B-roll of photos of Tammy. Narrator speaks as voiceover. “Tammy was no stranger to the legal system. Taking prescription painkillers because she had been injured in an accident, she became hooked on them. Her chaotic drug use meant that she had to find ways to finance her need. Tammy began stealing from friends and family and shoplifting from local stores.”
Tammy Hooten sits in a chair and speaks to the camera: “And you think, the whole time, like, ‘I can fix this before they know.’ And then, before you know it, you’ve got 20 items that you’ve stolen from them, and there’s no replacing them. But you keep telling yourself that it’s going to be OK. You convince yourself; your addiction convinces you, that it’s all going to be OK, but in the end, it’s not.”
B-roll of the Monroe County Jail. Narrator speaks as voiceover: “Sitting in jail after she was arrested for running up thousands of dollars in stolen credit cards, Tammy, like Ricky before her, had her own wake-up call.”
Tammy speaks to the camera: “I went to court, and my attorney told me, he said, ‘you’re going to do your time. You’re not going home.’ And I said, ‘no, I’m want to talk to the judge because I’m going to tell her.’ He was, like, ‘it’s not going to do any good because she’s sick of hearing what you have to say, ‘cause it’s just, you know, you tell her thing, you don’t do it.’ And I said, ‘if you’re tired, imagine how tired I am.’”
B-roll of Tammy outside. Narrator speaks in voiceover: “But Tammy caught a break, when a sympathetic judge mixed the rules with compassion.”
Tammy speaks to the camera: “She said, ‘it’s against my better judgment. You guys are going to think I’m crazy, but I’m going to give her one more chance. And I ran with that chance.”
B-roll of houses. Greg May speaks in voiceover: “There are other communities who believe that they can arrest their way out of substance use issues. If we’ve done nothing to help address the issue that led them to have that law enforcement encounter”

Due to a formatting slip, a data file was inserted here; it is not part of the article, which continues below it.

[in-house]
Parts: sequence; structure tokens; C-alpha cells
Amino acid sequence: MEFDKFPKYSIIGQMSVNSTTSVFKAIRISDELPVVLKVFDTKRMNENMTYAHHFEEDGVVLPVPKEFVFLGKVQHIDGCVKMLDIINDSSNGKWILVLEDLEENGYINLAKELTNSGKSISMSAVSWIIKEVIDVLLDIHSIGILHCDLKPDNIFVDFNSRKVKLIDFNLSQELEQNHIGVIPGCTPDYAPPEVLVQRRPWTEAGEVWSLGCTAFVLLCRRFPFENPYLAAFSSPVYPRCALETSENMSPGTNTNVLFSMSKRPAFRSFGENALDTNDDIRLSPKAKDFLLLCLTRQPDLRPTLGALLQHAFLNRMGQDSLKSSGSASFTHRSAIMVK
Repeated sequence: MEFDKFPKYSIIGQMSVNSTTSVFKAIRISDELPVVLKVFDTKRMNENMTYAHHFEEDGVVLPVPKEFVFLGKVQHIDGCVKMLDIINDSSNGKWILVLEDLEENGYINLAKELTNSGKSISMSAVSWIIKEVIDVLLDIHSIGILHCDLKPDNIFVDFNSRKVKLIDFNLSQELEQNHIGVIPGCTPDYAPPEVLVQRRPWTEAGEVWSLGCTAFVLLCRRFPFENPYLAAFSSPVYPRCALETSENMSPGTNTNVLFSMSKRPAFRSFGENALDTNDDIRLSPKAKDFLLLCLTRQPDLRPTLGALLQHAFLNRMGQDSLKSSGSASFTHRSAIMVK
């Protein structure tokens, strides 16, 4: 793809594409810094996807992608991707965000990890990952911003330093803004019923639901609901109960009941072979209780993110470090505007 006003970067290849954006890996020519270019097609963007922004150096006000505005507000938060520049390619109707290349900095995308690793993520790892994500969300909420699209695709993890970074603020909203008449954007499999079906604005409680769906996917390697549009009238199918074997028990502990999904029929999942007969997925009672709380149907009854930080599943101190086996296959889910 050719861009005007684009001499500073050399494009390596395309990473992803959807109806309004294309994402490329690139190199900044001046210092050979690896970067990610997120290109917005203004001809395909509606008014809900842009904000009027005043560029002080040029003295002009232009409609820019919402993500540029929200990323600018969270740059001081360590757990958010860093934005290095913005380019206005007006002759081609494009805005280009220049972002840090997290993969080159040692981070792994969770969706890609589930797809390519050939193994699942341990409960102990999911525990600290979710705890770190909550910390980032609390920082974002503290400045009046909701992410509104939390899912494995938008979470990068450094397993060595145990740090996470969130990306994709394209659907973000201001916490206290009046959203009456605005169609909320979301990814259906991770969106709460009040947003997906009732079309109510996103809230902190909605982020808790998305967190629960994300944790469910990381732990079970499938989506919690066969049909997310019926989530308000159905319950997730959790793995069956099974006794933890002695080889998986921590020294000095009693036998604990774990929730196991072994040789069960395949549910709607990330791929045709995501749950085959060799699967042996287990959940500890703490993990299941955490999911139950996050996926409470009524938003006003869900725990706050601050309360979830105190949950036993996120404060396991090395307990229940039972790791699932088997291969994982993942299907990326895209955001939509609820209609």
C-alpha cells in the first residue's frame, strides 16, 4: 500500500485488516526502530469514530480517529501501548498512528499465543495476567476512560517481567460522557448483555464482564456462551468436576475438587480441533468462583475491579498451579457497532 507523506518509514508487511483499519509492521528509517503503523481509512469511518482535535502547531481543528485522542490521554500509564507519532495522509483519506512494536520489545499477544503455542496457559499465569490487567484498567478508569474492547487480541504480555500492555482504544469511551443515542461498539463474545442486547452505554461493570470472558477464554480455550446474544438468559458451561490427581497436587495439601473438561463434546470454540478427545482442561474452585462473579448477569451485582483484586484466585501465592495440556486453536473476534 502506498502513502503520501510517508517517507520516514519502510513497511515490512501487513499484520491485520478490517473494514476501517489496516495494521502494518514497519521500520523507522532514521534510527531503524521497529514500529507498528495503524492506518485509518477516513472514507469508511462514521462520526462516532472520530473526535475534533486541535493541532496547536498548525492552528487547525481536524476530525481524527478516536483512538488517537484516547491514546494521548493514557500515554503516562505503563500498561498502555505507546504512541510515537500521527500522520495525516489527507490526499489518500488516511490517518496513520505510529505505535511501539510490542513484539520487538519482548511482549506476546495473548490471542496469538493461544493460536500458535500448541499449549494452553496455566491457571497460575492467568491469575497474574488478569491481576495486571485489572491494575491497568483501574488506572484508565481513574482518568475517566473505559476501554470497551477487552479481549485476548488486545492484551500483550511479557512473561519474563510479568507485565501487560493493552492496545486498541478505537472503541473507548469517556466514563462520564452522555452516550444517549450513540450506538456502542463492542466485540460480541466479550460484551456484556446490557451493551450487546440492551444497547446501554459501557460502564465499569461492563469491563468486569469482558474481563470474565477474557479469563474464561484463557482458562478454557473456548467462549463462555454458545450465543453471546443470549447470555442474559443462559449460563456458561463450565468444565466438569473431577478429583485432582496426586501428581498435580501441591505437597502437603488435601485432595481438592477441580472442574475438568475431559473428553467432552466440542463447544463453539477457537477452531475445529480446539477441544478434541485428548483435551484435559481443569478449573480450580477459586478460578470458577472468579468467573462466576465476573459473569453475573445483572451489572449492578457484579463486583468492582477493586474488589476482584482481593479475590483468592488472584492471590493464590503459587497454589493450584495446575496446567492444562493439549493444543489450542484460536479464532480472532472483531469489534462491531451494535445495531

Greg speaks to the camera: “that led them to that period of incarceration . . . they’re returning to this community, and they will go back to the same place that they were.”
Tammy Hooten speaks to the camera: “You can’t change things overnight, especially whenever you’ve been digging yourself into a hole for many years. You have to have time to un-dig yourself.”
The words “Finding a Job” appear on the screen. Narrator speaks in voiceover. “Navigating the legal system is one thing. Finding a job is another. “
The word “Arielle” appears on the screen. B-roll of Arielle walking down the street and working at a computer. Narrator speaks in voiceover. “Growing up in Florida, Arielle admits that connecting with others had always been difficult and that she found her escape from depression by using drugs. That escape led her to many encounters with the law, each one more serious than the one before it, until she faced a sentence of 15 years in prison. But that didn’t happen, and she began the long road to recovery. It was time to pick up the pieces. But how?”
Arielle McGill sits in a chair and speaks to the camera. “How do you move forward when every step you take, essentially, there’s this big, kind of, elephant in the room?”
Arielle types on the computer. Narrator speaks as voiceover: “Her job search had become an endless series of background checks, unreturned calls and discarded resumes. Then she got a call from a city nearly a thousand miles away: Bloomington, Indiana.”